Heidi Holland

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Heidi Holland
Born (1947-10-06)6 October 1947
Johannesburg, South Africa
Died 11 August 2012(2012-08-11) (aged 64)
Johannesburg, South Africa
Occupation Journalist, Author
Notable credit(s) Author of Dinner with Mugabe
Freelance writer for The Sunday Times, The Telegraph, International Herald Tribune, The New York Times and The Guardian.
Author of The Colour of Murder

Heidi Holland (6 October 1947 – 11 August 2012), also known as Heidi Hull (during her first marriage), was a South African journalist and author who had been involved in the journalism industry for over 30 years. She edited Illustrated Life Rhodesia[1] and worked as a freelance writer on publications such as The Sunday Times, The Telegraph, International Herald Tribune, The New York Times and The Guardian and had also worked on research projects for British television documentaries. She was the author of various books, such as Dinner with Mugabe, an account of her meetings with Robert Mugabe, president of Zimbabwe. Previously she released The Colour of Murder, a critical analysis of the 2002 van Schoor murder trials in South Africa. She also released a book based on the history of South Africa's ruling party, The Struggle: A History of the African National Congress. She was found dead of an apparent suicide in her home near Johannesburg.[2][3][4]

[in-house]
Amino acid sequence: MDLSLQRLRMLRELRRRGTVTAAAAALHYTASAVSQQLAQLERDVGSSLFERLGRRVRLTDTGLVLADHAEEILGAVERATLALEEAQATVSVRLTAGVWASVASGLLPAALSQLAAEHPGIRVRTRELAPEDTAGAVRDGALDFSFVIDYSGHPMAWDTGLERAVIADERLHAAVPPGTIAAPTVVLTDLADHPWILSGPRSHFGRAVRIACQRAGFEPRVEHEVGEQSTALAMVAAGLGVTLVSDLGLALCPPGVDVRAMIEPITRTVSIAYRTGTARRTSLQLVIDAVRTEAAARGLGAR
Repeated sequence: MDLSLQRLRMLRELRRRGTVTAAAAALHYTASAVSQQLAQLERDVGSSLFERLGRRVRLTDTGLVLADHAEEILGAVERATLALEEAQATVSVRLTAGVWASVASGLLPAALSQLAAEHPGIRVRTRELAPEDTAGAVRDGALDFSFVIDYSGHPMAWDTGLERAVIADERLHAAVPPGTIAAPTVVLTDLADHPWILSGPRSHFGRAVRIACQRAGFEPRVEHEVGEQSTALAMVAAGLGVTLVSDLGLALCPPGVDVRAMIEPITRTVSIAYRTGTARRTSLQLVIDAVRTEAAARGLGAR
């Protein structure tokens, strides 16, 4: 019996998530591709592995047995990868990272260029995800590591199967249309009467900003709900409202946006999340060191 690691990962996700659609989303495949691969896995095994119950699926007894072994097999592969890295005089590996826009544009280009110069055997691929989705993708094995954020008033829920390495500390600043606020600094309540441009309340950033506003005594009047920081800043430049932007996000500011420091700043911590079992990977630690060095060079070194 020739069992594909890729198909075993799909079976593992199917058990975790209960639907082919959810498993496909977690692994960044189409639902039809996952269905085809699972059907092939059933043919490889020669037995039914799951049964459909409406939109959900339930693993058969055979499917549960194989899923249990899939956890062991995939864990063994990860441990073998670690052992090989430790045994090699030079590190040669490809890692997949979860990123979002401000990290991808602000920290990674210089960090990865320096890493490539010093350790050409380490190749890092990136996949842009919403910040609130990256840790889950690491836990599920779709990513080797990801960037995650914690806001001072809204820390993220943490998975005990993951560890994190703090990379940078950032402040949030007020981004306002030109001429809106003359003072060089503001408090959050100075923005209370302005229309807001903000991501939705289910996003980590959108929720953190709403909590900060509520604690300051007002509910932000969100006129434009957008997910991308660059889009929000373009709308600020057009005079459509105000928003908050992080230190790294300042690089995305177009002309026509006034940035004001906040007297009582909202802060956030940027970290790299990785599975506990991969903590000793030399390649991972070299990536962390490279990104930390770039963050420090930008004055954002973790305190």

Life[edit]